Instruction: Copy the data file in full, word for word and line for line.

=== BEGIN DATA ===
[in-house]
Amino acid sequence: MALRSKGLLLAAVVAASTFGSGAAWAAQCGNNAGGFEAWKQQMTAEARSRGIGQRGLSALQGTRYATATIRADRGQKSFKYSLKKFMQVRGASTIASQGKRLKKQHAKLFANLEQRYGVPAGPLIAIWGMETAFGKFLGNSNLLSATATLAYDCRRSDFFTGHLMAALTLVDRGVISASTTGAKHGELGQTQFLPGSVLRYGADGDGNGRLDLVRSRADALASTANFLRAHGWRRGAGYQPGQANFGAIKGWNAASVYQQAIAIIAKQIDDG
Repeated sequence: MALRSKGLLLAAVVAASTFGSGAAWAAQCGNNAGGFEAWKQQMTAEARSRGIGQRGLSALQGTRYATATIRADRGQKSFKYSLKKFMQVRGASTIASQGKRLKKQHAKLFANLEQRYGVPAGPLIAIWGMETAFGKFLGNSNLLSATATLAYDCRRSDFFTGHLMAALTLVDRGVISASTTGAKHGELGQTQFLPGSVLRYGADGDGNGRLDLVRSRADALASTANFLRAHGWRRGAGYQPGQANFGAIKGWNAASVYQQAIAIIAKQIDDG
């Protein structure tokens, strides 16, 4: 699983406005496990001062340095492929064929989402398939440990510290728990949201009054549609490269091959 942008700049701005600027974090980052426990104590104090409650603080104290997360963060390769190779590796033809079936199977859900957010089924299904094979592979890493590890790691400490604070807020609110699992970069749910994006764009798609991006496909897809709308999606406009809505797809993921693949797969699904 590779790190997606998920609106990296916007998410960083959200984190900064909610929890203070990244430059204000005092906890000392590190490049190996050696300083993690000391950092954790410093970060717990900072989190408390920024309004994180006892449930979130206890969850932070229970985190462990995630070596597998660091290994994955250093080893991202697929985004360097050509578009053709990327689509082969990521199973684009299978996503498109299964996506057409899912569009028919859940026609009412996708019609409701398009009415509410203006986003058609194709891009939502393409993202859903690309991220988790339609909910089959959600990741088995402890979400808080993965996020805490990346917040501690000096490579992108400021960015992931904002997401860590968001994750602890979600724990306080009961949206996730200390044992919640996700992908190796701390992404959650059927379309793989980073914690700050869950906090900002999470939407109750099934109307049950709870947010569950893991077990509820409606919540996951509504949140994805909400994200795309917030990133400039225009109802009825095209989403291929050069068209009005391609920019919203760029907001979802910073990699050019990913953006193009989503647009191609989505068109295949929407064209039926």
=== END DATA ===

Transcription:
[in-house]
Amino acid sequence: MALRSKGLLLAAVVAASTFGSGAAWAAQCGNNAGGFEAWKQQMTAEARSRGIGQRGLSALQGTRYATATIRADRGQKSFKYSLKKFMQVRGASTIASQGKRLKKQHAKLFANLEQRYGVPAGPLIAIWGMETAFGKFLGNSNLLSATATLAYDCRRSDFFTGHLMAALTLVDRGVISASTTGAKHGELGQTQFLPGSVLRYGADGDGNGRLDLVRSRADALASTANFLRAHGWRRGAGYQPGQANFGAIKGWNAASVYQQAIAIIAKQIDDG
Repeated sequence: MALRSKGLLLAAVVAASTFGSGAAWAAQCGNNAGGFEAWKQQMTAEARSRGIGQRGLSALQGTRYATATIRADRGQKSFKYSLKKFMQVRGASTIASQGKRLKKQHAKLFANLEQRYGVPAGPLIAIWGMETAFGKFLGNSNLLSATATLAYDCRRSDFFTGHLMAALTLVDRGVISASTTGAKHGELGQTQFLPGSVLRYGADGDGNGRLDLVRSRADALASTANFLRAHGWRRGAGYQPGQANFGAIKGWNAASVYQQAIAIIAKQIDDG
């Protein structure tokens, strides 16, 4: 699983406005496990001062340095492929064929989402398939440990510290728990949201009054549609490269091959 942008700049701005600027974090980052426990104590104090409650603080104290997360963060390769190779590796033809079936199977859900957010089924299904094979592979890493590890790691400490604070807020609110699992970069749910994006764009798609991006496909897809709308999606406009809505797809993921693949797969699904 590779790190997606998920609106990296916007998410960083959200984190900064909610929890203070990244430059204000005092906890000392590190490049190996050696300083993690000391950092954790410093970060717990900072989190408390920024309004994180006892449930979130206890969850932070229970985190462990995630070596597998660091290994994955250093080893991202697929985004360097050509578009053709990327689509082969990521199973684009299978996503498109299964996506057409899912569009028919859940026609009412996708019609409701398009009415509410203006986003058609194709891009939502393409993202859903690309991220988790339609909910089959959600990741088995402890979400808080993965996020805490990346917040501690000096490579992108400021960015992931904002997401860590968001994750602890979600724990306080009961949206996730200390044992919640996700992908190796701390992404959650059927379309793989980073914690700050869950906090900002999470939407109750099934109307049950709870947010569950893991077990509820409606919540996951509504949140994805909400994200795309917030990133400039225009109802009825095209989403291929050069068209009005391609920019919203760029907001979802910073990699050019990913953006193009989503647009191609989505068109295949929407064209039926």